TOPEKA, Kan. (KAKE) - After months of negotiating, the Kansas Corporation Commission (KCC) has approved a proposed settlement agreement to allow Evergy to raise electric rates for customers in the Kansas Central and Metro service areas.

The impact to customers will be a $4.64 per month average increase for Kansas Central customers, while there will be a decrease of $6.07 per month for Metro customers. Under the approved agreement, Kansas Central will receive a net revenue increase of $74 million (3.54% increase), and Kansas Metro will receive a net revenue decrease of $32.9 million (4.53% decrease). The new rates will take effect based on the customer billing cycle date beginning December 21, 2023.

In a statement, the KCC says that the order, issued Tuesday, "finds the agreed-upon rates will provide Evergy sufficient revenue to meet its financial obligations and provide safe and reliable service at just and reasonable rates to its customers. After considering all of the terms of the Unanimous Settlement Agreement, the Commission finds it is in the public interest.”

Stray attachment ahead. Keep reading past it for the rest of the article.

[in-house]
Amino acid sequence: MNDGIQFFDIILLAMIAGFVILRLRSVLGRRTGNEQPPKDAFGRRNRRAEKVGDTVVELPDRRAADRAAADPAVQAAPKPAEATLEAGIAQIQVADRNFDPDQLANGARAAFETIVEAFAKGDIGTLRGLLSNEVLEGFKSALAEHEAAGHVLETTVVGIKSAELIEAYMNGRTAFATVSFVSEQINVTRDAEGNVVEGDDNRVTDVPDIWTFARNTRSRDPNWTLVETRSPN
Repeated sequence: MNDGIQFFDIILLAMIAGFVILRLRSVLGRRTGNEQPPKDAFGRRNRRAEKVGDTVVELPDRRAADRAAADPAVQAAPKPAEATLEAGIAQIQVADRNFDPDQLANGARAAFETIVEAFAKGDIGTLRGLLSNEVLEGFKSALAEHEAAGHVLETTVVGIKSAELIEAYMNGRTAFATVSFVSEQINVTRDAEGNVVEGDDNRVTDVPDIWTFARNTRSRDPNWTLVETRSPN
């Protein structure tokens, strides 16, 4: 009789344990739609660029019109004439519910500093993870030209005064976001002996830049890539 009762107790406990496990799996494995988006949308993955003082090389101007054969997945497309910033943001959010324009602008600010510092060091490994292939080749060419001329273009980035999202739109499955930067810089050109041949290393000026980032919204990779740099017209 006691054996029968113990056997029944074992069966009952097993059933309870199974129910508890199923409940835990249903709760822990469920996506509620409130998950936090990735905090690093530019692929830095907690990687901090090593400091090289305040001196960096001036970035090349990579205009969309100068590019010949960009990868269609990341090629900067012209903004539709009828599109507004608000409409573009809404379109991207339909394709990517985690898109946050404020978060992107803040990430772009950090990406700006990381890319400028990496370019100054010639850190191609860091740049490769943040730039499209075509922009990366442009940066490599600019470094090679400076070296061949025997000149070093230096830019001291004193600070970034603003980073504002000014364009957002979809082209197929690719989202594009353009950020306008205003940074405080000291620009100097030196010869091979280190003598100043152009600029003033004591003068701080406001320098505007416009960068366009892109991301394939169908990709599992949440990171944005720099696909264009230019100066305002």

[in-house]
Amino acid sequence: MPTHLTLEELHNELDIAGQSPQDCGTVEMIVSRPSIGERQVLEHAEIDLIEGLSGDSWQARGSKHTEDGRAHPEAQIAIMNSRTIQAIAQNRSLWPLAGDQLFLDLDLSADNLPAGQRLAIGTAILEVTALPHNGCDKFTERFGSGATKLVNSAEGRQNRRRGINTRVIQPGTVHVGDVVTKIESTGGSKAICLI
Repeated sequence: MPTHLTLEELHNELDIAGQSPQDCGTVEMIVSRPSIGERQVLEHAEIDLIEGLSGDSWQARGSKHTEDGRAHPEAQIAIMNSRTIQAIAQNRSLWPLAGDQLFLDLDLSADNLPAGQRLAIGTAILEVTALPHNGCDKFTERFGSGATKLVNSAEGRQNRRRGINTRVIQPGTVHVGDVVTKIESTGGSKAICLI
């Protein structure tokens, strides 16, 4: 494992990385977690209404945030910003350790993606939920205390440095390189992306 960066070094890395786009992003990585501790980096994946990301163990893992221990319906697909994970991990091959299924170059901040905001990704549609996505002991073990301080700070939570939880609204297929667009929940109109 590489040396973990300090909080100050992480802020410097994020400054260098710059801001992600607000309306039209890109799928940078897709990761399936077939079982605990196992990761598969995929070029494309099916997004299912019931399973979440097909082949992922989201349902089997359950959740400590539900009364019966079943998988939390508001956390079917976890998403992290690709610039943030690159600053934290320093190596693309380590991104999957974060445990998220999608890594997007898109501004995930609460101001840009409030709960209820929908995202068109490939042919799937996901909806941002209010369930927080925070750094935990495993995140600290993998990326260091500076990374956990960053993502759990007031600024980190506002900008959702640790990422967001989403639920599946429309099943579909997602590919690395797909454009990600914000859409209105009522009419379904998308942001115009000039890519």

The settlement agreement also states that Evergy may file an abbreviated rate case within 12 months of the current order to update rates to include investments related to Panasonic's new Johnson County facility, an adjustment for the decommissioning trust for the Wolf Creek Generating Station in Coffey County, and investment in a new renewable generating resource to address 2024-2026 resource adequacy requirements supported by Evergy’s Integrated Resource Plan.

An Evergy spokesperson said all costs related to directly serving Panasonic are being paid for by Panasonic.

"If we pursue an abbreviated rate case in 2024, it will be related to the acquisition of additional wind energy for our Kansas customers," the spokesperson said. "In the event that an abbreviated rate case occurs in 2024, we do not anticipate anything in that case related to serving Panasonic."

The Commission received comments from ratepayers at three public hearings held in July. In addition, the Commission also received nearly 4,000 public comments through its Office of Public Affairs and Consumer Protection.